Siemens Gamesa scraps plans to build blades for offshore wind turbines on Virginia’s coast | KWKT

European Company Cancels Offshore Wind Turbine Blade Factory in Virginia

NORFOLK, Va. – Siemens Gamesa, a European company, has announced the cancellation of its plans to build blades for offshore wind turbines in coastal Virginia, dealing a blow to the state’s ambitions of becoming a hub for offshore wind projects. The proposed $200 million factory, which would have been located at the Port of Virginia in Portsmouth, was expected to create more than 300 jobs. This decision reflects the challenges faced by the U.S. offshore wind industry, including inflation, raised interest rates, and supply chain issues.

Siemens Gamesa’s cancellation comes in the wake of other setbacks in the industry. Danish energy developer Orsted recently scrapped two large offshore wind power projects off the coast of New Jersey due to similar supply chain issues and rising interest rates. The Park City Wind project off the coast of Massachusetts was also canceled, as Avangrid and Connecticut utilities withdrew from a long-term power purchase agreement.

The company stated that the cancellation of the Virginia factory was due to the inability to meet development milestones, without providing further details. However, this setback will not affect the construction of Dominion Energy’s massive wind farm off the coast of Virginia Beach, as the turbines for that project will be sourced from Siemens Gamesa facilities in Europe. Dominion’s wind farm, consisting of 176 turbines, is set to become the largest offshore wind farm under development in the U.S.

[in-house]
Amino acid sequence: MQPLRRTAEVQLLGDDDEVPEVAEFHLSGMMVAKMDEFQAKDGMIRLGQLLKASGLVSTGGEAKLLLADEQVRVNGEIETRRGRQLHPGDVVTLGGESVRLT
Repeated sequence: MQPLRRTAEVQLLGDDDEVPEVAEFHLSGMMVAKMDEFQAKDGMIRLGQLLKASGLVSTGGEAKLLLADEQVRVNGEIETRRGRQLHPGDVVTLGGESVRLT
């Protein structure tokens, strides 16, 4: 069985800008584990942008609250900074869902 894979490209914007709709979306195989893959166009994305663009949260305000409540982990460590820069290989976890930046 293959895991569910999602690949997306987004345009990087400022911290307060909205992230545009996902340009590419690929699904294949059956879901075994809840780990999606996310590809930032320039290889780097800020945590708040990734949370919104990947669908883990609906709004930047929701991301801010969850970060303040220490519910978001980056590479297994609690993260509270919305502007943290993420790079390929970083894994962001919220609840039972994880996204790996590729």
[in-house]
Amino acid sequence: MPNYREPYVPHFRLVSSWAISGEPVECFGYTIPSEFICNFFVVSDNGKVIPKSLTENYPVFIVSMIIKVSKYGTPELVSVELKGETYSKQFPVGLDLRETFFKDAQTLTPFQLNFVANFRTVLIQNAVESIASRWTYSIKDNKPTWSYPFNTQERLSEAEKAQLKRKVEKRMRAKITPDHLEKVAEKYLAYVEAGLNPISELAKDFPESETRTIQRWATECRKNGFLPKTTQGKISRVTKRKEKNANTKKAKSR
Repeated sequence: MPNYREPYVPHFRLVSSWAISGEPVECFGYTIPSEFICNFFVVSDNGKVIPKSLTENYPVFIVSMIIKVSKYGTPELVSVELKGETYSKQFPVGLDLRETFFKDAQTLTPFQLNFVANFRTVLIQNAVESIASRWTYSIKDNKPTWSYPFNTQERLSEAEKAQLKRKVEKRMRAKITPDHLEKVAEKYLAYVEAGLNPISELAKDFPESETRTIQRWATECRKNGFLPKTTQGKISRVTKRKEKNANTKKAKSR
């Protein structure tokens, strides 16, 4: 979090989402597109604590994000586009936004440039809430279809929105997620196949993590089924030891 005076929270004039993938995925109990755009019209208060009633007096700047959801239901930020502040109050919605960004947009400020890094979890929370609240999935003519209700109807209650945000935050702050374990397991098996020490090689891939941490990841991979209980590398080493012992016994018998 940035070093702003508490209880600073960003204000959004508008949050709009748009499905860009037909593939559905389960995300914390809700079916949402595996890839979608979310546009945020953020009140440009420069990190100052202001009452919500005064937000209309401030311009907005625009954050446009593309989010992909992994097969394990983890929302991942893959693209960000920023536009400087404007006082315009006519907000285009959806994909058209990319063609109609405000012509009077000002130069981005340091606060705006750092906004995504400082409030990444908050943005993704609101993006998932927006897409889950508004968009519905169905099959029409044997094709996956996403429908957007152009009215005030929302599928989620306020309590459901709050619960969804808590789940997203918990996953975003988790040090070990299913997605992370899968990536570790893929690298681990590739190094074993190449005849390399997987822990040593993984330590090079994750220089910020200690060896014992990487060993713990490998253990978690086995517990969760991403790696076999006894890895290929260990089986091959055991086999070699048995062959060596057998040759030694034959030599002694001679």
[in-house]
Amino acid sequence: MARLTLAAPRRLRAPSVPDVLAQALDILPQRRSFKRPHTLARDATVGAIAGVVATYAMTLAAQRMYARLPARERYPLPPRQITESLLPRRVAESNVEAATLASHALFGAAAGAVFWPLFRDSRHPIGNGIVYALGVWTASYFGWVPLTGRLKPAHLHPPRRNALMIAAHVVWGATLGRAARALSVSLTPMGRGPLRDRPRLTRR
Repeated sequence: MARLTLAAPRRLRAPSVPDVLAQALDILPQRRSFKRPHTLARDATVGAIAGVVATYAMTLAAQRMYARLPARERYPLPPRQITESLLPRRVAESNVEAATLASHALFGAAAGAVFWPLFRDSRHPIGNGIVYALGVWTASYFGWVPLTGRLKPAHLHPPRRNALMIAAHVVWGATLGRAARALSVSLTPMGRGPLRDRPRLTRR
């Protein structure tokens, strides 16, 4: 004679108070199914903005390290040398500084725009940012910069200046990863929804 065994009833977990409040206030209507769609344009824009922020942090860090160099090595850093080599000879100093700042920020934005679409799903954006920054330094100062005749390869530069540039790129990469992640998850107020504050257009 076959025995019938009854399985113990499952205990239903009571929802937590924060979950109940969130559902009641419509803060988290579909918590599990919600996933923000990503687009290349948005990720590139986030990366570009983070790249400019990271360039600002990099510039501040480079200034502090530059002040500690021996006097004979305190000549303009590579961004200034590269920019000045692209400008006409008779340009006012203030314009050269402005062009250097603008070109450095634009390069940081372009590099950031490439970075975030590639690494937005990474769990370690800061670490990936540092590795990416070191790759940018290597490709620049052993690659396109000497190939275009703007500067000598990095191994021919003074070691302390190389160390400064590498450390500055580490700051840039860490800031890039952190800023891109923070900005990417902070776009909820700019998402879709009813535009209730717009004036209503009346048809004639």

The Biden administration has set a goal of building 30 gigawatts of offshore wind energy by 2030, enough to power over 10 million homes. Offshore wind is favored by environmentalists and many state governments as it does not rely on fossil fuels, contributing to efforts to combat climate change. However, opponents argue that offshore wind projects require substantial financial subsidies to be viable.

Robert McNab, an economist at Old Dominion University, believes that the cancellation of projects like this may be temporary. He suggests that once inflation and interest rates decrease, these projects could potentially be revived and even expanded. McNab emphasizes that the declining costs of renewable energy, such as wind and solar, make them increasingly competitive and likely to see a resurgence in the future.

While the cancellation of Siemens Gamesa’s blade factory in Virginia is a setback for the U.S. offshore wind industry, experts remain optimistic about the long-term prospects of renewable energy. As the costs of generation continue to decline, it is expected that projects like this will regain momentum and play a vital role in the country’s transition to cleaner sources of energy.

Original Story at – 2023-11-10 21:02:17

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